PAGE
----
ADHD Medication Shortage Notice and Tips for Families
As many of you have experienced, we are in the midst of a national shortage of medicine used to treat ADD/ADHD. Both long acting and short acting, generic and brand name medicine quantities are extremely limited.
For a while, it seemed that with a little creativity, we could make it work to get you through, but it has only worsened as the months have gone on, and we are experiencing a flood of messages regarding your inability to find any medicine for your child. This is a national crisis, and we urge you to contact your elected officials and ask for some action.
In the meantime, here is a list of suggestions that may help:
- Be open to shopping around or getting your prescription at another local pharmacy. Instead of having us call in the prescription to a specific pharmacy, get a printed copy and bring it around to your local pharmacies. Because these are schedule II narcotics, pharmacies are not allowed to disclose information over the phone but can fill if you arrive with a prescription in-hand. This is frustrating and time consuming for busy families but is one way to get your child’s medication. (While our staff can often go the extra mile and make pharmacy recommendations, they are simply unable to call every pharmacy daily to know for sure which medications are available at each location.)
- Ask for partial fills. Sometimes a pharmacy may have 9 pills available. Take whatever you can get! We can always generate a new prescription if you need. Just let us know if you didn’t get a full 30 days.
- Think and plan ahead. Easier said than done, we know, but try putting a calendar alert in for every 30 days and request a refill at least a week before you are out of medicine in case you need to search for a pharmacy that can fill your child’s prescription.
- Look for generic or brand name versions. Sometimes the insurance prefers filling one or the other, and there may be a higher copay to get the non- preferred version, but it may be available. We can sometimes write for a prior authorization to get a brand name covered, if available.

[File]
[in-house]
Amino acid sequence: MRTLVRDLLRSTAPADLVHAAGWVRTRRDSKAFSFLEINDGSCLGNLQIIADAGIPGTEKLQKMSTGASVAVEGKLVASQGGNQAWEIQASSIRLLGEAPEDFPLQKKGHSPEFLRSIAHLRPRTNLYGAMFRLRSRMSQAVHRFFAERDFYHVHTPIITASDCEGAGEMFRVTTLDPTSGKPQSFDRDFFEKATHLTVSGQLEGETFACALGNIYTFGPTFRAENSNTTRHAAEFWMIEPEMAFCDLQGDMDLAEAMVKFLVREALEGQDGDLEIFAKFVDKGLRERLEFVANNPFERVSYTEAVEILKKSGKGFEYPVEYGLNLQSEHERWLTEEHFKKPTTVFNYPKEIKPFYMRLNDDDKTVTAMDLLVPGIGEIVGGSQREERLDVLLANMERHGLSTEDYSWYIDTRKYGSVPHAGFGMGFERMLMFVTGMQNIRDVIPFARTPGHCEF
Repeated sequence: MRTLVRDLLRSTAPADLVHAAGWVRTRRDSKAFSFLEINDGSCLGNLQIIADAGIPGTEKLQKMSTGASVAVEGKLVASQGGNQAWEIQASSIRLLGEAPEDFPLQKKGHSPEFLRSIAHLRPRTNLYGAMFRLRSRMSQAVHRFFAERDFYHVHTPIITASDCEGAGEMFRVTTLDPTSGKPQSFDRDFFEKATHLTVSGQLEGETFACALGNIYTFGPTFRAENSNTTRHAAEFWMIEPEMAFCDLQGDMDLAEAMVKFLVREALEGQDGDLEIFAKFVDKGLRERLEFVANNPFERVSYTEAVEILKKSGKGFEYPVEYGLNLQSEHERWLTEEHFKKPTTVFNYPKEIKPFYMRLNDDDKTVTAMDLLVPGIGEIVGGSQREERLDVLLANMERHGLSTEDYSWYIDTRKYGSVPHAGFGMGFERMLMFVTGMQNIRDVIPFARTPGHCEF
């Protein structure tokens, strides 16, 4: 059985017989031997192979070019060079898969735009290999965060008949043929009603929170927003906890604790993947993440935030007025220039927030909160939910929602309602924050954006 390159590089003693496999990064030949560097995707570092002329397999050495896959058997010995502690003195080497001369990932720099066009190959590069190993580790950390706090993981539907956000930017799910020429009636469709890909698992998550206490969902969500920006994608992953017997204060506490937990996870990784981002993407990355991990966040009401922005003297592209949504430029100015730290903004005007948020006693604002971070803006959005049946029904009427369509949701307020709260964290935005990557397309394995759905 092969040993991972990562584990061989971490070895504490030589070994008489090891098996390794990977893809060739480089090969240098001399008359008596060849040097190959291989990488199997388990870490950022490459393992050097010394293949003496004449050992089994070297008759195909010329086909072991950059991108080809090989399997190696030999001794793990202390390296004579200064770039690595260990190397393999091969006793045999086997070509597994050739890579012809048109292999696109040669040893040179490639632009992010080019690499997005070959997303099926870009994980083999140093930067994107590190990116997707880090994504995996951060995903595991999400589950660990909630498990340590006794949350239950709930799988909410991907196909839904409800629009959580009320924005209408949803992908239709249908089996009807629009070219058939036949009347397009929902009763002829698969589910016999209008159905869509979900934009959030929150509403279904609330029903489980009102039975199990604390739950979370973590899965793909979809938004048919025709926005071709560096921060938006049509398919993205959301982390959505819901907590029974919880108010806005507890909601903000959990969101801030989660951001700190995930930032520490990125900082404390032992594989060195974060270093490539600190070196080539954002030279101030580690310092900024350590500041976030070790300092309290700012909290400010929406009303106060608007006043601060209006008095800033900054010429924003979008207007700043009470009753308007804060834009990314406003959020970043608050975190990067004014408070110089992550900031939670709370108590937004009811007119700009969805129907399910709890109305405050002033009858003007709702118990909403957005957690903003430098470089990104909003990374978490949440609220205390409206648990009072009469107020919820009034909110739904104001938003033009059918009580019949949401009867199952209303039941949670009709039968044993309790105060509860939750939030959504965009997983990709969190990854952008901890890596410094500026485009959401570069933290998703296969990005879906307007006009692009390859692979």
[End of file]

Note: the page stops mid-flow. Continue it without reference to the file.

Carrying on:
- Try not to request a different medicine. Many of the most commonly used medicines are currently not in stock and unlike many other types of treatments, mental health medicines are not interchangeable. You and your provider have customized your child’s current regimen based on symptom relief and side effects, so it is not as easy as just “writing it for something else”. If your child has done well on different medications in the past, we are happy to write a prescription for something that has previously worked.
- Use math. Sometimes a pharmacy will have lower doses in stock that can be given in multiples. If your child takes Adderall XR 25 mg, ask if they have 10 mg and 15 mg pills in stock. We can then send over two prescriptions, and you will need to pay 2 copays, but will have the total of 25 mg a day. If they take methylphenidate CD 30 mg, ask for 10s and we can write for a different quantity of pills to make 30 mg per day.
- Be prepared for no medicine days. Let your child’s teacher and guidance counselor know that you are unable to access their medicine and ask about possible accommodations for days when they are unmedicated. Sometimes being able to get up and move more, doing every other problem for homework, or getting extended time for assessments can help your child be successful during their school day. We are happy to provide letters in support of a 504 plan if required for accommodations.
- While desperate times often call for desperate measures, please resist the temptation to “borrow” medicines from friends and family. These are tightly regulated medications, and they should ONLY be taken by the person for whom they are prescribed.
We are sorry for all the headaches this shortage is causing and we will do our very best to work together with you to make sure your child can maintain an uninterrupted treatment plan.